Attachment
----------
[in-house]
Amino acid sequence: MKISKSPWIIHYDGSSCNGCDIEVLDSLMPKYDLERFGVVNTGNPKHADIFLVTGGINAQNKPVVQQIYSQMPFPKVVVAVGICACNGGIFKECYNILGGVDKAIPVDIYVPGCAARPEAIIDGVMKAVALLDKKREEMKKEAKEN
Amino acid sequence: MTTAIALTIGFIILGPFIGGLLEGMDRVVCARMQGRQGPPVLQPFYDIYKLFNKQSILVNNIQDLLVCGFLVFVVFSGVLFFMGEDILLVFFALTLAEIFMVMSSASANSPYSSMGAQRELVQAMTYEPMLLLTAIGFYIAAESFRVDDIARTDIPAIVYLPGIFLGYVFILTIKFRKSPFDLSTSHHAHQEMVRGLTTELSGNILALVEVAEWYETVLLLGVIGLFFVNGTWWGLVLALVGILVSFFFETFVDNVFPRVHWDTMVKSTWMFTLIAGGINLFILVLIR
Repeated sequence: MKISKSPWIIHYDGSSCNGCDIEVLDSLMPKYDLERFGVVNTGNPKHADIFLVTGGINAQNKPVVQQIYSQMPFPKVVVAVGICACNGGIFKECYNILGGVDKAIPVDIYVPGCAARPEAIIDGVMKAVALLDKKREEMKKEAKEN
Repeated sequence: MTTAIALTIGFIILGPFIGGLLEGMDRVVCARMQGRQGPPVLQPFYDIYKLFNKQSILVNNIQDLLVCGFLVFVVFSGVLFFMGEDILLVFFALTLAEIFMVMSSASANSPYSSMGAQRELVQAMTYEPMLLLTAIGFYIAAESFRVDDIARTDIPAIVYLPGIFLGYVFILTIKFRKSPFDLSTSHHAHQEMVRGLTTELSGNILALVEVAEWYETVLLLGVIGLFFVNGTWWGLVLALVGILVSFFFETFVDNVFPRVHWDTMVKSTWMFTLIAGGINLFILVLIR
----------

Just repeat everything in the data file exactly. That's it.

[in-house]
Amino acid sequence: MKISKSPWIIHYDGSSCNGCDIEVLDSLMPKYDLERFGVVNTGNPKHADIFLVTGGINAQNKPVVQQIYSQMPFPKVVVAVGICACNGGIFKECYNILGGVDKAIPVDIYVPGCAARPEAIIDGVMKAVALLDKKREEMKKEAKEN
Amino acid sequence: MTTAIALTIGFIILGPFIGGLLEGMDRVVCARMQGRQGPPVLQPFYDIYKLFNKQSILVNNIQDLLVCGFLVFVVFSGVLFFMGEDILLVFFALTLAEIFMVMSSASANSPYSSMGAQRELVQAMTYEPMLLLTAIGFYIAAESFRVDDIARTDIPAIVYLPGIFLGYVFILTIKFRKSPFDLSTSHHAHQEMVRGLTTELSGNILALVEVAEWYETVLLLGVIGLFFVNGTWWGLVLALVGILVSFFFETFVDNVFPRVHWDTMVKSTWMFTLIAGGINLFILVLIR
Repeated sequence: MKISKSPWIIHYDGSSCNGCDIEVLDSLMPKYDLERFGVVNTGNPKHADIFLVTGGINAQNKPVVQQIYSQMPFPKVVVAVGICACNGGIFKECYNILGGVDKAIPVDIYVPGCAARPEAIIDGVMKAVALLDKKREEMKKEAKEN
Repeated sequence: MTTAIALTIGFIILGPFIGGLLEGMDRVVCARMQGRQGPPVLQPFYDIYKLFNKQSILVNNIQDLLVCGFLVFVVFSGVLFFMGEDILLVFFALTLAEIFMVMSSASANSPYSSMGAQRELVQAMTYEPMLLLTAIGFYIAAESFRVDDIARTDIPAIVYLPGIFLGYVFILTIKFRKSPFDLSTSHHAHQEMVRGLTTELSGNILALVEVAEWYETVLLLGVIGLFFVNGTWWGLVLALVGILVSFFFETFVDNVFPRVHWDTMVKSTWMFTLIAGGINLFILVLIR